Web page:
NEW DELHI: Ram (name changed), 19, knocked on many doors before he decided to walk from Gandhinagar in Gujarat to Balrampur in Uttar Pradesh. On Tuesday, he was walking in a group of 10 people.
“It is up to God if we can reach our destination. We tried the process of online booking for availing seats several times. We approached multiple people. We went to Sabarmati station. We sought assistance from the police. Different police booths gave different information. Eventually, nobody could help us out,” said the teenager.
“My parents are waiting for me at home. I am going for them,” he added.
While the Indian Railways is operating ‘Shramik Special’ trains, civil society organisations said the process lacked standardisation. On Tuesday, the Centre issued fresh guidelines saying the schedule, destination and stoppage of Shramik trains would be decided by the Railways based on requests from states.
The consent of states where the trains would terminate would not be necessary.
“The registration of migrant workers for travel back to their homes remains a botched up process. Every district has been allowed to devise its own system. The workers are unable to fill online forms as most of them are not literate. The process has also become a source of extraction for money for hapless workers,” said Sudhir Katiyar, secretary, Centre for Labour Research and Action.
Recently, the Stranded Workers Action Network had said after a review of the travel registration process that the procedures lacked clarity and migrant workers continued to be in distress on how to avail the services.
The orders from the Ministry of Home Affairs and the state travel orders had resulted in chaos among workers and administrators alike, the network had pointed out.
Nivedita Jayaram, researcher, Ajeevika Bureau pointed out it has been particularly difficult for long-distance migrant workers to return to their home states.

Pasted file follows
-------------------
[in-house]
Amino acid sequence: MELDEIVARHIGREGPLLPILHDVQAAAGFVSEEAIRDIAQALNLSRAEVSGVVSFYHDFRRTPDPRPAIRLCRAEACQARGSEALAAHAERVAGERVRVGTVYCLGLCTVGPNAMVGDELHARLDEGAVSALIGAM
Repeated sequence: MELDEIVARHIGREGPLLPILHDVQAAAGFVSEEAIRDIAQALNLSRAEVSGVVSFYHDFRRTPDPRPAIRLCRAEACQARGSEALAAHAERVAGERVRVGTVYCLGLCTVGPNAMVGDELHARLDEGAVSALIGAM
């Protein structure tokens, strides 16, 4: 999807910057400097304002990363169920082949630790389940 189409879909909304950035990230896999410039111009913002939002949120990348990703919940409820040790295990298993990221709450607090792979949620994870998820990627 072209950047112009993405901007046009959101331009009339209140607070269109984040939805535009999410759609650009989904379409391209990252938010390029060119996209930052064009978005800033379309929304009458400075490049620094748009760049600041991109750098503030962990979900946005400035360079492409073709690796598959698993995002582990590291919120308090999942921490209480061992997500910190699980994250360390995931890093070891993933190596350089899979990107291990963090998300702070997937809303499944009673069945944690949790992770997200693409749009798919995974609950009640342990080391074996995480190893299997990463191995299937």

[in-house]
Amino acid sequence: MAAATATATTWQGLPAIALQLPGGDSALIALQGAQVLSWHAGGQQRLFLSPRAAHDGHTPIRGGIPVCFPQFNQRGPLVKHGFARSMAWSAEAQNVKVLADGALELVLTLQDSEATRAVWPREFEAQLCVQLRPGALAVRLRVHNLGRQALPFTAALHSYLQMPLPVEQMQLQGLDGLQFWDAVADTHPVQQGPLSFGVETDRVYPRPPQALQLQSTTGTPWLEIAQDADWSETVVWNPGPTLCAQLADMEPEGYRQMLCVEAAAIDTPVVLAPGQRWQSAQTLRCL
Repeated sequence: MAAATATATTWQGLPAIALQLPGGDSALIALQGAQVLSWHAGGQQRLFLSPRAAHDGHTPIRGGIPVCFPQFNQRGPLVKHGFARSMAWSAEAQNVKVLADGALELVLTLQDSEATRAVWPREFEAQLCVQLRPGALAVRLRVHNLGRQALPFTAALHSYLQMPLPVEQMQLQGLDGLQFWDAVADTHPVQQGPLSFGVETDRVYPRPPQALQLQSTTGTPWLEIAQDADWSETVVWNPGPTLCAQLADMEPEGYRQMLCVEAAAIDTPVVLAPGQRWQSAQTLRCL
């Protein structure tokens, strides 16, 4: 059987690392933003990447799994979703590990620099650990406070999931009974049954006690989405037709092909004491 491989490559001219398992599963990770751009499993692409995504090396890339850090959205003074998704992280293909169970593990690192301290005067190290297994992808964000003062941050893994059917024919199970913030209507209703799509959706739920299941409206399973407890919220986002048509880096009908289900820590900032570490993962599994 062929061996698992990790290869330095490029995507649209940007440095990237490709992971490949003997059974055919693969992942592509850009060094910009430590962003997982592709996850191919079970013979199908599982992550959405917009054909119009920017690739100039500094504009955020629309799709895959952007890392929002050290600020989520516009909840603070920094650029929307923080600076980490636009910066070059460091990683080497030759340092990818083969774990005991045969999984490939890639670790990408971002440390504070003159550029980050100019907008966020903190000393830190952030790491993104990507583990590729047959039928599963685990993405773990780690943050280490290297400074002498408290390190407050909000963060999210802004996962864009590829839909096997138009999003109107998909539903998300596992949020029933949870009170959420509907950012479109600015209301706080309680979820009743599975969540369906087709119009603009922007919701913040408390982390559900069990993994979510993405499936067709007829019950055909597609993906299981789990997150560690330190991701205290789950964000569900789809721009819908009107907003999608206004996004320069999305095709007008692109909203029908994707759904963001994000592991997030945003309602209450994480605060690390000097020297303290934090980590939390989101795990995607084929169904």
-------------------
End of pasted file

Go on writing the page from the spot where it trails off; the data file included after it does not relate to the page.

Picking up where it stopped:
“It is taking longer to get their applications processed, and local offices are not able to deal with them on a fast-track basis. Large source states such as Bihar have been denying permission fearing the risk of infection being carried back to their states. Given that there are millions of migrant workers and only so many trains, the lack of communication, volume of applications, and difficulty in accessing information has made it all the more challenging,” said Jayaram.
Dhaniram Dhurwey, who is currently in a shelter home in Bangalore, spent days on the road after he thought he could return home after he saw the announcement that trains to start to ferry migrant workers.
“We thought we would get trains to go back home and left the accommodation. There is no information about when we can travel. We have filled forms and visited a number of police stations. Every person directs you to another person. There is no clarity,” said Dhurwey, who hails from Madhya Pradesh.
“The process continues to be arbitrary. From our experience in Karnataka, we saw the workers who were approaching the police stations had more chances of getting allotments than the others,” said Seema Mundoli, a faculty member at Azim Premji University and a member of SWAN.